The vitreous gel normally displays a graded density at different anatomical locations. Although it is estimated to be nearly 90% water, the vitreous gel contains diverse proteins, proteoglycans, and small molecules that originate from within and outside the eye. In specific vitreoretinal diseases, the gel composition changes and some proteins may be differentially expressed. Understanding the molecular basis associated with clinical changes to the vitreous gel may help determine some of the underlying mechanisms of vitreoretinal diseases.
Vitreous biopsies are frequently utilized in the clinical diagnosis and management of intravitreal infection, inflammation, and cancer. Vitreous biopsies are routinely obtained by one of two different methods. In the most common and least invasive method, a needle is inserted through the pars plana into the vitreous cavity, and fluid is manually aspirated into a syringe. Since the instrumentation is simple and the procedure straightforward, needle biopsies may be performed under topical anesthesia in an outpatient clinic setting. The second technique is more complex, invasive, and is performed under regional and/or systemic anesthesia in an operating room. This method utilizes a vitreous cutter that requires a high-speed guillotine blade that can “chop” the vitreous gel and aspirate fluid.
The purpose of this pilot study was to determine differences in proteins extracted by the needle and vitreous cutter biopsy techniques. We found that proteins and peptides collected from vitreous needle biopsies are nearly equivalent to those obtained from a vitreous cutter instrument. This study suggests both techniques may be used for most proteomic and biomarker discovery studies of vitreoretinal diseases, although a minority of proteins and peptides may differ in concentration.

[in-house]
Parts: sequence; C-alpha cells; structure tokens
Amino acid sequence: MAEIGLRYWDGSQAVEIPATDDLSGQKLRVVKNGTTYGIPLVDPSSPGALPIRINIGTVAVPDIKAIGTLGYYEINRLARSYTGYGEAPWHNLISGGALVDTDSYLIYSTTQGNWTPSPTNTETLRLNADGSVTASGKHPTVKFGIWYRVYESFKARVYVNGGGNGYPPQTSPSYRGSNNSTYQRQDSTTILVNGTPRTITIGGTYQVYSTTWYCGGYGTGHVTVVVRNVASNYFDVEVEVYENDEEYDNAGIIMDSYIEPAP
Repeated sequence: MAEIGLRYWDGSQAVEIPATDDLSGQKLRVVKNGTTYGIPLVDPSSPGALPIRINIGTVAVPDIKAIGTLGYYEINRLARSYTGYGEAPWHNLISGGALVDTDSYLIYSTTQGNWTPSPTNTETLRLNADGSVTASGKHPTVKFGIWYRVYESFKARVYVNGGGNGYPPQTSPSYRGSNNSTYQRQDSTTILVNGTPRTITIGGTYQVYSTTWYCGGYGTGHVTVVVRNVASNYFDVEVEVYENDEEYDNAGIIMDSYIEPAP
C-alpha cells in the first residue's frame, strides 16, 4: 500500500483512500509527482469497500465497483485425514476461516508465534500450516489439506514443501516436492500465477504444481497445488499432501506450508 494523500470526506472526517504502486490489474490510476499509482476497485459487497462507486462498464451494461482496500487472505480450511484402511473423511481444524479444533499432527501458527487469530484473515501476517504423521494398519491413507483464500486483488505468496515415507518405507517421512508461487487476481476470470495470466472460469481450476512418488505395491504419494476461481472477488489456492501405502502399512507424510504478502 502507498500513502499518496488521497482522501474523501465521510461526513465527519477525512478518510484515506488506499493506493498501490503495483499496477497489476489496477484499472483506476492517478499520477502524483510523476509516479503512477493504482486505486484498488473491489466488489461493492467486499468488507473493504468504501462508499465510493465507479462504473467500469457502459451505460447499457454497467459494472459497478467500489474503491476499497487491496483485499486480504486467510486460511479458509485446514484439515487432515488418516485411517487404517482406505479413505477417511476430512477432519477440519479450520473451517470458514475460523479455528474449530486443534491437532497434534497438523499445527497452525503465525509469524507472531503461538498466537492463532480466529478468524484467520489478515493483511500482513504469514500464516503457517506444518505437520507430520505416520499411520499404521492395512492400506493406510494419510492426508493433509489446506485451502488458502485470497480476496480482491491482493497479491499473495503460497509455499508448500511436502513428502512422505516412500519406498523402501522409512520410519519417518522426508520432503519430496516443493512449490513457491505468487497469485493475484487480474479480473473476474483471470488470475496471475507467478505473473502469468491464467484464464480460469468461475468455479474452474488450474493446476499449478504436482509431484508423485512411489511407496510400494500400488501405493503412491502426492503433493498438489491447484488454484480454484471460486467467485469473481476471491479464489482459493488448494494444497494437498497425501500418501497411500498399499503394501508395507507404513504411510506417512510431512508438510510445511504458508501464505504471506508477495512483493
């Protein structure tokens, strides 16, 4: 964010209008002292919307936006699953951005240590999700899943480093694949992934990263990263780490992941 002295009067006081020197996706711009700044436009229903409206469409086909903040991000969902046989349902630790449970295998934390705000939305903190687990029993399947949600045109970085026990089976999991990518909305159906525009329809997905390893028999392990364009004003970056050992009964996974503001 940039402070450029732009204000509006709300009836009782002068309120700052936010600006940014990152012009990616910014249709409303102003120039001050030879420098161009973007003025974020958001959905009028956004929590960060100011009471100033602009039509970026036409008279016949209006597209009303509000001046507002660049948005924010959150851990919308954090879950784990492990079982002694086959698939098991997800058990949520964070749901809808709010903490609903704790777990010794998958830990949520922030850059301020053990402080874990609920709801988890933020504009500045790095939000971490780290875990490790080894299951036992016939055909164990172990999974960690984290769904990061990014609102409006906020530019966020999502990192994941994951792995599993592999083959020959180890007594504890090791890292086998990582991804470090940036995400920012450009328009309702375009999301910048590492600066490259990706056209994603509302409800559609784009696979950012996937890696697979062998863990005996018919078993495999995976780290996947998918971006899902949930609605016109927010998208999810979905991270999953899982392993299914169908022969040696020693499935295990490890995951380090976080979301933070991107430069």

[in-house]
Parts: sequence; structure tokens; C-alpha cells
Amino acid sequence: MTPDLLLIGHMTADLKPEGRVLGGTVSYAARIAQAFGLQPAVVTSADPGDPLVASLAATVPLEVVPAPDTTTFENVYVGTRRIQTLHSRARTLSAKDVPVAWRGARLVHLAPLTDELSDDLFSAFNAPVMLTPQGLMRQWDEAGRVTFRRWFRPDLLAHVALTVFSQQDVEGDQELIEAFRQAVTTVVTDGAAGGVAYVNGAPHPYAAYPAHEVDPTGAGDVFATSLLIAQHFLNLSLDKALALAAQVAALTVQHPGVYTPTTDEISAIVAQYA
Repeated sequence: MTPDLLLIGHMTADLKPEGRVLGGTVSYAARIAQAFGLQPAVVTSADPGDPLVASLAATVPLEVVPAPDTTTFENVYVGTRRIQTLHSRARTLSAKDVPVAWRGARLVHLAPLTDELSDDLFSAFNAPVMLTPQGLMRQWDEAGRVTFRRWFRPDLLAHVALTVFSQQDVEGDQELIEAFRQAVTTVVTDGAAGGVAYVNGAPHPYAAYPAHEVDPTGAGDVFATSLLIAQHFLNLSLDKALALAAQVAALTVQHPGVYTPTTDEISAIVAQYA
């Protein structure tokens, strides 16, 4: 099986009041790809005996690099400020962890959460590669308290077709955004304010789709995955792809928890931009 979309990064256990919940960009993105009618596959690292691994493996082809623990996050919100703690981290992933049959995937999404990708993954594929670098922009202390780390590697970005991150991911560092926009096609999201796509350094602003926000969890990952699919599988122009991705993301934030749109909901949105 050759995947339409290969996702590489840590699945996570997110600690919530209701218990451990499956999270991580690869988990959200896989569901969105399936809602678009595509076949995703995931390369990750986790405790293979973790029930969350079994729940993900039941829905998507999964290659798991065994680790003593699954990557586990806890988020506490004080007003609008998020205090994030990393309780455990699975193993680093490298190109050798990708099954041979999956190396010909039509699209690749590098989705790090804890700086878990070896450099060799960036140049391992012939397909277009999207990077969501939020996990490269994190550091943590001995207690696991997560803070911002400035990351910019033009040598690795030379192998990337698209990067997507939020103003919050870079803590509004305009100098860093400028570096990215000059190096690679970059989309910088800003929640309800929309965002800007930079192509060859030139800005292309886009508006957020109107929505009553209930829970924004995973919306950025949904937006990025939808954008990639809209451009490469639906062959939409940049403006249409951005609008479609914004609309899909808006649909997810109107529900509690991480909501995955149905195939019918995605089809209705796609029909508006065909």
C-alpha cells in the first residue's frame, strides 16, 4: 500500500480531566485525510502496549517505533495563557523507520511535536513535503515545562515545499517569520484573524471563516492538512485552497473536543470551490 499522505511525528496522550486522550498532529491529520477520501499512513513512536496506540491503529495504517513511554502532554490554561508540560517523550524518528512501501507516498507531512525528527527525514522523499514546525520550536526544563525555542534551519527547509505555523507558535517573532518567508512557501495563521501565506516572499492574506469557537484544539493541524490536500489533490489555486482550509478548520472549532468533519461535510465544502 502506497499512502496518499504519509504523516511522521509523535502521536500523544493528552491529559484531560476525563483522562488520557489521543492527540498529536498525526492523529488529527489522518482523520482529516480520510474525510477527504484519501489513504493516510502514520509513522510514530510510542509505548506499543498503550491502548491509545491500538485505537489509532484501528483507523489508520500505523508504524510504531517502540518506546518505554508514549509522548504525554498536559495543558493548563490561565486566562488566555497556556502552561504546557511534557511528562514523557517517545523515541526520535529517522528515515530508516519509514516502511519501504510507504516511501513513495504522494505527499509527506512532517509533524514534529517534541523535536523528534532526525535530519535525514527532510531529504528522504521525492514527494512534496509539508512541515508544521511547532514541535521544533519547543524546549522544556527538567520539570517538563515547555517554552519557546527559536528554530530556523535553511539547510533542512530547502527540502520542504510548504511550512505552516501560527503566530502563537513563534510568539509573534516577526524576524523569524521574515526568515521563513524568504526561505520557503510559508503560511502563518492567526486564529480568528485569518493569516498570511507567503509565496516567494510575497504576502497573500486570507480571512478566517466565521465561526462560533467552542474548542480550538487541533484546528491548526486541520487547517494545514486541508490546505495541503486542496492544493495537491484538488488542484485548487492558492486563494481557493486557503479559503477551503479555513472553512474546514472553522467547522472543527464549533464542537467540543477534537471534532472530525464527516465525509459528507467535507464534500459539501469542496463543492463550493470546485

In the image below, peptide spectral counts shows a high correlation between vitreous cutter and needle biopsy profiles on a Bland-Altman plot of LC-MS/MS data. A. Sample-1. Idiopathic uveitis. B. Sample-2. Proliferative diabetic retinopathy. The Bland-Altman plot shows the average spectral count values between the vitreous cutter and needle biopsies ((vitreous cutter + needle)/2); x-axis) graphed against the difference in spectral counts between the two techniques (vitreous cutter – needle; y-axis). Red, dotted line: average difference; gray region: 95% limits of agreement (±1.96 SD); green region: outlier with greater detection in the vitreous cutter instrument biopsy; blue region: outlier with greater detection in the needle biopsy.